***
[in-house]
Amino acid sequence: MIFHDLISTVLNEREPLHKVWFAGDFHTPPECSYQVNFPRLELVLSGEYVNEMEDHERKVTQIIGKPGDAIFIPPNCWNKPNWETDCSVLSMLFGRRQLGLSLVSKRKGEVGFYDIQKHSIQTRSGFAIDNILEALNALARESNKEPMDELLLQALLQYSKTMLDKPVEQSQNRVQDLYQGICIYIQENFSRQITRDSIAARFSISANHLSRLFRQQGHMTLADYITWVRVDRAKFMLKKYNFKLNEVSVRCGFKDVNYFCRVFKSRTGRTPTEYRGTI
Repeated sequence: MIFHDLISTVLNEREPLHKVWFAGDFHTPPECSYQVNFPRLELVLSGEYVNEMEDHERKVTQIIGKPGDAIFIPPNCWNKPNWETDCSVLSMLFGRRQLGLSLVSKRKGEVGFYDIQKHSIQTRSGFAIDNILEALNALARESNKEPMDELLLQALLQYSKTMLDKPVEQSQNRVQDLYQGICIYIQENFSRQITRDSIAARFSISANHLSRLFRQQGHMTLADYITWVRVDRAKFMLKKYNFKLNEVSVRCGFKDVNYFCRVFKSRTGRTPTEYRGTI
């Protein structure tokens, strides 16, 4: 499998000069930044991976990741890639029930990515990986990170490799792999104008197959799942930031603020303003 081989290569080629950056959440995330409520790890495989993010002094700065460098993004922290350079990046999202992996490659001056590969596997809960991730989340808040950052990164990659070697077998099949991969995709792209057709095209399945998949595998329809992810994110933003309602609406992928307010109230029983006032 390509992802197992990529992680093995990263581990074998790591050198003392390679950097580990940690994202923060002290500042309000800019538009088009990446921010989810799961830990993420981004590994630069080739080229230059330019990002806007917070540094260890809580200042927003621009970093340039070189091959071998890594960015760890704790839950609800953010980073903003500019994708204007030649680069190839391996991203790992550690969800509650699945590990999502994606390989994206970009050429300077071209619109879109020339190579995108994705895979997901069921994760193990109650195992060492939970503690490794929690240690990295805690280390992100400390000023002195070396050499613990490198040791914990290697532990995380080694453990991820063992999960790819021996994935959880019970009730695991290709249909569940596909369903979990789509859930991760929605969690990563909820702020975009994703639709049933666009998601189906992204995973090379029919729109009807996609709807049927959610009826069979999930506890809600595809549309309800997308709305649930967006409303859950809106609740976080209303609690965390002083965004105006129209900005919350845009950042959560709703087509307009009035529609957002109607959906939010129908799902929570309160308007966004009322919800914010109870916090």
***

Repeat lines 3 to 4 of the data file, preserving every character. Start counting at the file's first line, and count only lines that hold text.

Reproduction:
Repeated sequence: MIFHDLISTVLNEREPLHKVWFAGDFHTPPECSYQVNFPRLELVLSGEYVNEMEDHERKVTQIIGKPGDAIFIPPNCWNKPNWETDCSVLSMLFGRRQLGLSLVSKRKGEVGFYDIQKHSIQTRSGFAIDNILEALNALARESNKEPMDELLLQALLQYSKTMLDKPVEQSQNRVQDLYQGICIYIQENFSRQITRDSIAARFSISANHLSRLFRQQGHMTLADYITWVRVDRAKFMLKKYNFKLNEVSVRCGFKDVNYFCRVFKSRTGRTPTEYRGTI
């Protein structure tokens, strides 16, 4: 499998000069930044991976990741890639029930990515990986990170490799792999104008197959799942930031603020303003 081989290569080629950056959440995330409520790890495989993010002094700065460098993004922290350079990046999202992996490659001056590969596997809960991730989340808040950052990164990659070697077998099949991969995709792209057709095209399945998949595998329809992810994110933003309602609406992928307010109230029983006032 390509992802197992990529992680093995990263581990074998790591050198003392390679950097580990940690994202923060002290500042309000800019538009088009990446921010989810799961830990993420981004590994630069080739080229230059330019990002806007917070540094260890809580200042927003621009970093340039070189091959071998890594960015760890704790839950609800953010980073903003500019994708204007030649680069190839391996991203790992550690969800509650699945590990999502994606390989994206970009050429300077071209619109879109020339190579995108994705895979997901069921994760193990109650195992060492939970503690490794929690240690990295805690280390992100400390000023002195070396050499613990490198040791914990290697532990995380080694453990991820063992999960790819021996994935959880019970009730695991290709249909569940596909369903979990789509859930991760929605969690990563909820702020975009994703639709049933666009998601189906992204995973090379029919729109009807996609709807049927959610009826069979999930506890809600595809549309309800997308709305649930967006409303859950809106609740976080209303609690965390002083965004105006129209900005919350845009950042959560709703087509307009009035529609957002109607959906939010129908799902929570309160308007966004009322919800914010109870916090």